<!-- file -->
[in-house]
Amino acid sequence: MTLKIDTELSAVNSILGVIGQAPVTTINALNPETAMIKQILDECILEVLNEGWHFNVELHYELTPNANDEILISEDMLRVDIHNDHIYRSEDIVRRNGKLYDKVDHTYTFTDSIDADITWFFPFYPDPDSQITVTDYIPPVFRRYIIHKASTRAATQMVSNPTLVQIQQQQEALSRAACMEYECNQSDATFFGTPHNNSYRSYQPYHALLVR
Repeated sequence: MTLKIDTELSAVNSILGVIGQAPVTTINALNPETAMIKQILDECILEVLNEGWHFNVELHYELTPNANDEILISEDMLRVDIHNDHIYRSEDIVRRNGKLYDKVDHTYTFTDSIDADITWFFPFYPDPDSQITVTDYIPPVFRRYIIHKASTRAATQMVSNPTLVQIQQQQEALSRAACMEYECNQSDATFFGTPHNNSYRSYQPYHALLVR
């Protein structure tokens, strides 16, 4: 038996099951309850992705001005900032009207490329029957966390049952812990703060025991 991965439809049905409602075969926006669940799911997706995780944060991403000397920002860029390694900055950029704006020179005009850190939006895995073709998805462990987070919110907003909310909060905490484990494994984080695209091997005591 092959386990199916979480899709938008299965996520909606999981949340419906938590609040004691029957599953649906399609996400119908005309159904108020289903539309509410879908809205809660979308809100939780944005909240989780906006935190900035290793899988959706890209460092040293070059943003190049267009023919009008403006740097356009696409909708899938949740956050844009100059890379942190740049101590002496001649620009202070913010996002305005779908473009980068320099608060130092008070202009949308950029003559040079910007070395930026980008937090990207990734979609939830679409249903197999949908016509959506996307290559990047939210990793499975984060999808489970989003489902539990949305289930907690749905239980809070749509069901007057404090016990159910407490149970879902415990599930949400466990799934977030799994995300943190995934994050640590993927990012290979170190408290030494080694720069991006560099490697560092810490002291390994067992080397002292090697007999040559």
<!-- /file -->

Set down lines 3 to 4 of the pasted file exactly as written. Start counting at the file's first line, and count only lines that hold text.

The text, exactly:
Repeated sequence: MTLKIDTELSAVNSILGVIGQAPVTTINALNPETAMIKQILDECILEVLNEGWHFNVELHYELTPNANDEILISEDMLRVDIHNDHIYRSEDIVRRNGKLYDKVDHTYTFTDSIDADITWFFPFYPDPDSQITVTDYIPPVFRRYIIHKASTRAATQMVSNPTLVQIQQQQEALSRAACMEYECNQSDATFFGTPHNNSYRSYQPYHALLVR
């Protein structure tokens, strides 16, 4: 038996099951309850992705001005900032009207490329029957966390049952812990703060025991 991965439809049905409602075969926006669940799911997706995780944060991403000397920002860029390694900055950029704006020179005009850190939006895995073709998805462990987070919110907003909310909060905490484990494994984080695209091997005591 092959386990199916979480899709938008299965996520909606999981949340419906938590609040004691029957599953649906399609996400119908005309159904108020289903539309509410879908809205809660979308809100939780944005909240989780906006935190900035290793899988959706890209460092040293070059943003190049267009023919009008403006740097356009696409909708899938949740956050844009100059890379942190740049101590002496001649620009202070913010996002305005779908473009980068320099608060130092008070202009949308950029003559040079910007070395930026980008937090990207990734979609939830679409249903197999949908016509959506996307290559990047939210990793499975984060999808489970989003489902539990949305289930907690749905239980809070749509069901007057404090016990159910407490149970879902415990599930949400466990799934977030799994995300943190995934994050640590993927990012290979170190408290030494080694720069991006560099490697560092810490002291390994067992080397002292090697007999040559």